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Wifredo Lam

Study For The Jungle

Wifredo Lam. Study for “The Jungle,” 1942. Lindy and Edwin Bergman Collection © 2018 Artists Rights Society (ARS), New York / ADAGP, Paris.

Also known as
Wifredo Oscar of the Conception Lam y Castilla, Wilfredo Lam
Date of birth
Date of death

Wifredo Lam merged Cubist and Surrealist ideas with spiritual imagery from his native Cuba, creating a body of paintings with a transcultural visual vocabulary. 

Lam was born on the northern coast of Cuba and began his academic training as a painter in Havana as a teenager. He continued his studies in Spain, where he lived for almost 15 years, before departing for Paris in 1938, in the midst of the Spanish Civil War. Upon arriving in Paris, Lam sought out Pablo Picasso, and the two of them began to meet almost daily. Through Picasso’s friendship, he developed relationships with Fernand Léger and Georges Braque, as well as members of the Surrealist group, such as Joan Miró and André Masson.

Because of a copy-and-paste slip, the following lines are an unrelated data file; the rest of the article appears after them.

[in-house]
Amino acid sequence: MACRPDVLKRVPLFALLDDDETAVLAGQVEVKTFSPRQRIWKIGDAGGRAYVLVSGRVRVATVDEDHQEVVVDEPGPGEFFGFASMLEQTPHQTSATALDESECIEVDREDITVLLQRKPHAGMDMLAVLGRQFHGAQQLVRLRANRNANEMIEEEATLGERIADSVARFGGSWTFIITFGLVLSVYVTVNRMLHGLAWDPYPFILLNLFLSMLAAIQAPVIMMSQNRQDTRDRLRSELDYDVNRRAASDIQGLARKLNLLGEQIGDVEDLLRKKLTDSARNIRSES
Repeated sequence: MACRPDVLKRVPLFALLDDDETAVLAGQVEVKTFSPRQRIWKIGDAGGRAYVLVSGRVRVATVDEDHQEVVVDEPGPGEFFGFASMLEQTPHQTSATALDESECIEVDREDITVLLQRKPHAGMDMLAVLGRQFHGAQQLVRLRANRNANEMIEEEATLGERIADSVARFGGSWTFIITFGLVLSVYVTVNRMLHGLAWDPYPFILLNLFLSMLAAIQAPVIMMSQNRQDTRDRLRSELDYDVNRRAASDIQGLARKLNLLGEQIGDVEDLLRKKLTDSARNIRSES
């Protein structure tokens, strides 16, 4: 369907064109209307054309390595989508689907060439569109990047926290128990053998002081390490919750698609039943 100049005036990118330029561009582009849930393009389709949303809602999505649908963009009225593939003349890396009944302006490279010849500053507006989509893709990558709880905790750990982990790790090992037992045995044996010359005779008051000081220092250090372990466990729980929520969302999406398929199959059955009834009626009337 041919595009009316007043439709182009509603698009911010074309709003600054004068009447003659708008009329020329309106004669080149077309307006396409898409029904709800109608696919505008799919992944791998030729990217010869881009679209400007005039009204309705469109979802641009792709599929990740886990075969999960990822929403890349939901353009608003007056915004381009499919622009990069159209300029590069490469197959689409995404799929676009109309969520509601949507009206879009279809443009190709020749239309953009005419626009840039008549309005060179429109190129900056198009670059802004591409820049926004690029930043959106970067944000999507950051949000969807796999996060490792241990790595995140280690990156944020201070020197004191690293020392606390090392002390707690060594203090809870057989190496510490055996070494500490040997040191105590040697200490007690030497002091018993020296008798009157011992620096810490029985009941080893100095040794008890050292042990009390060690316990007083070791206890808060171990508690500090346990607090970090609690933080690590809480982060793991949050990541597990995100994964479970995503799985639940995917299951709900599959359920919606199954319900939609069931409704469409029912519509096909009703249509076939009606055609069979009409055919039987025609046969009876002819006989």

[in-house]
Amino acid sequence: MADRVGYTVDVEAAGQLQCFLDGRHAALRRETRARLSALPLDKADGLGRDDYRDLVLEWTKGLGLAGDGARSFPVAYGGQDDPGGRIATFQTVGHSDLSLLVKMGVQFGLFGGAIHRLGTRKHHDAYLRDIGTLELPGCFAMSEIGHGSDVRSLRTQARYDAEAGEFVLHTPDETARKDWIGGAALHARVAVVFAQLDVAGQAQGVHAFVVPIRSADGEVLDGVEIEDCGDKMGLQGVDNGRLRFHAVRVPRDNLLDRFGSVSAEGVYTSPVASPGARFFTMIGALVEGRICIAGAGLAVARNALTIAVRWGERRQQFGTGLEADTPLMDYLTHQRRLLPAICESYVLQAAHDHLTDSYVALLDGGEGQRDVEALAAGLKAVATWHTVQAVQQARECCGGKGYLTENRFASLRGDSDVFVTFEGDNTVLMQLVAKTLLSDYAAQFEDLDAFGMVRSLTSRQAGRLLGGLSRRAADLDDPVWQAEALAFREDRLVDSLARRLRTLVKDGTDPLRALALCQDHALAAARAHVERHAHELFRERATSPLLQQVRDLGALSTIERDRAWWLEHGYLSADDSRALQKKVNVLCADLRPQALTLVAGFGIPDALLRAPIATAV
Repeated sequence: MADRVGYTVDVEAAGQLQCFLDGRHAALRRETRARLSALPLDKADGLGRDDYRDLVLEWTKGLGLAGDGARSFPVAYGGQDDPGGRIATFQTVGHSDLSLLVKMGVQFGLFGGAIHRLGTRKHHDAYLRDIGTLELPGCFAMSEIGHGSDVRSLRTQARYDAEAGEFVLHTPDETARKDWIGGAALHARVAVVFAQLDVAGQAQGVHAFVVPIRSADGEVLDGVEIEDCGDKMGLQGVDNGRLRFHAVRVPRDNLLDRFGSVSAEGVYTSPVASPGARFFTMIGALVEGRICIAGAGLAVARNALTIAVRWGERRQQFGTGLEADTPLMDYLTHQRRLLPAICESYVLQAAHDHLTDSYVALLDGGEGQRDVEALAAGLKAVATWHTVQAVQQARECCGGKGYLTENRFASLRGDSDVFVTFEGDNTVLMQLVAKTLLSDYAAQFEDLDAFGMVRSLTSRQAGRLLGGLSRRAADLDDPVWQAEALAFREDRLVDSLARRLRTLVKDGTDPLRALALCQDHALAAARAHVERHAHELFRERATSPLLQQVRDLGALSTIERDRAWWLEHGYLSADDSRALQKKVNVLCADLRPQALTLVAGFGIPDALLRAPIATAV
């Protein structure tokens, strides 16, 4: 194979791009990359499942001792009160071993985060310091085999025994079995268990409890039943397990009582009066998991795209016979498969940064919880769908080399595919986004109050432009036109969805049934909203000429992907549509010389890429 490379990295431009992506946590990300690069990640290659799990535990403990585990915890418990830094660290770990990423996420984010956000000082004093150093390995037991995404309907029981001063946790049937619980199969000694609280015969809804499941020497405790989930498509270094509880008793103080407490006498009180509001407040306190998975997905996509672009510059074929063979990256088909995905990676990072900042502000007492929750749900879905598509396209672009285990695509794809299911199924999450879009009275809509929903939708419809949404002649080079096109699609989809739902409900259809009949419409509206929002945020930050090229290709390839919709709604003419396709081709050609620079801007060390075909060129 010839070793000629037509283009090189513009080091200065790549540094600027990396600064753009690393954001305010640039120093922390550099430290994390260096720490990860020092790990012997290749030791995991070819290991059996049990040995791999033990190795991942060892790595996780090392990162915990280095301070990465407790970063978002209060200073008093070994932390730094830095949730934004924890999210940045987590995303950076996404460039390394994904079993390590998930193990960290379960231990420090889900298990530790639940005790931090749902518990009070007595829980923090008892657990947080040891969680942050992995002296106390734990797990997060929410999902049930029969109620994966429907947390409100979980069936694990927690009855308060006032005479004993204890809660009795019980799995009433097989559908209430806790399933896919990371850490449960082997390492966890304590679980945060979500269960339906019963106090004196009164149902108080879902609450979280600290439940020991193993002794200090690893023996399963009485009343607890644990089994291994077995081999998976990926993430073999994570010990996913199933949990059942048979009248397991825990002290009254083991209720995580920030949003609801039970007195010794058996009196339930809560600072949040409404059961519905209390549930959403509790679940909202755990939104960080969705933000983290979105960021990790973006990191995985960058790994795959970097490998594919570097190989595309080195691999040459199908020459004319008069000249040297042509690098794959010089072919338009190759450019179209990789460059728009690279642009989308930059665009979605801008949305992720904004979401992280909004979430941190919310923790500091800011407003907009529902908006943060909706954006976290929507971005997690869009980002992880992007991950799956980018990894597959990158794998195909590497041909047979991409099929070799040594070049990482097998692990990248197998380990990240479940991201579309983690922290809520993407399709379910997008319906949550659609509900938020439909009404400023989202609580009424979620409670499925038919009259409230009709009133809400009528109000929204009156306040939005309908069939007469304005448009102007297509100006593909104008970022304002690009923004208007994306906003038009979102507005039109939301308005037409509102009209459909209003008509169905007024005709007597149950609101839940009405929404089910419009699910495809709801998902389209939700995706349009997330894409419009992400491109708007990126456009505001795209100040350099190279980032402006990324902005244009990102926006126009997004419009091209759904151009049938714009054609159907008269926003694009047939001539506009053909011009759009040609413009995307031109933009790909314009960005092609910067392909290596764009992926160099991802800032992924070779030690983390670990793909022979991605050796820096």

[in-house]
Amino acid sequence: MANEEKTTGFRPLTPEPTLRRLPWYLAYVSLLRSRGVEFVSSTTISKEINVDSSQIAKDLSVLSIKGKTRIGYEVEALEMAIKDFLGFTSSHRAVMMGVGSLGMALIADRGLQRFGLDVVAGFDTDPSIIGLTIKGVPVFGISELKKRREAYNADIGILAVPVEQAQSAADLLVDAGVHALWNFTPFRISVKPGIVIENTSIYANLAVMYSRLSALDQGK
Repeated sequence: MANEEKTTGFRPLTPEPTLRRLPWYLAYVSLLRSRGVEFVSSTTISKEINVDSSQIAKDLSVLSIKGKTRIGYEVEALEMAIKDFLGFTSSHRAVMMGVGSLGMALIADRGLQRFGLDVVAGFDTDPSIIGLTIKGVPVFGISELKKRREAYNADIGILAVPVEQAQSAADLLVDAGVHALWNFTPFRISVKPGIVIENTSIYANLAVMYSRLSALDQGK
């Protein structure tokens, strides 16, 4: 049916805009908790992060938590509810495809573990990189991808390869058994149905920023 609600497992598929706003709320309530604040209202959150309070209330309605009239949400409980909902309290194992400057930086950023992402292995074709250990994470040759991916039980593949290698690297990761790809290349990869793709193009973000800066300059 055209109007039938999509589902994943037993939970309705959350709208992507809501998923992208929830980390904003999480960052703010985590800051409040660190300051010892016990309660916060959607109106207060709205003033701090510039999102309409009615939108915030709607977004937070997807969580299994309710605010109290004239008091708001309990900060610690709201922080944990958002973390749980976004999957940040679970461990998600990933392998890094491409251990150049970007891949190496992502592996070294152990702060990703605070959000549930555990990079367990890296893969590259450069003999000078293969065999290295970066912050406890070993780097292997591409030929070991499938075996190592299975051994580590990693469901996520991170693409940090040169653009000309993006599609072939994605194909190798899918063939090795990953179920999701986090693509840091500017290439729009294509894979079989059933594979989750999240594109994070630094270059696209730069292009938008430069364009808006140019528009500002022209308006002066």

Throughout 1940–41, Lam took a slow and arduous journey back to Havana, spending interludes in both Marseille and Martinique alongside fellow Surrealists Max Ernst and André Breton. Once in Havana, his previous exploration of Cubist forms and Surrealist ideas began to fuse with his long-standing interest in the symbolism of Cuban Santería—a religion that combines elements of Catholicism and West African Yoruba. These ideas coalesced into verdant and vigorous jungle landscapes, such as Study for “The Jungle” (1942), in his first years back in Havana. Over the course of the 1940s and 50s, and as he began to spend more time in Paris again, Lam’s engagement with Santería became more rigorous and complex, evolving into images densely layered with religious meaning and populated with potent, razor-sharp forms, such as in Caos-caos (about 1950).

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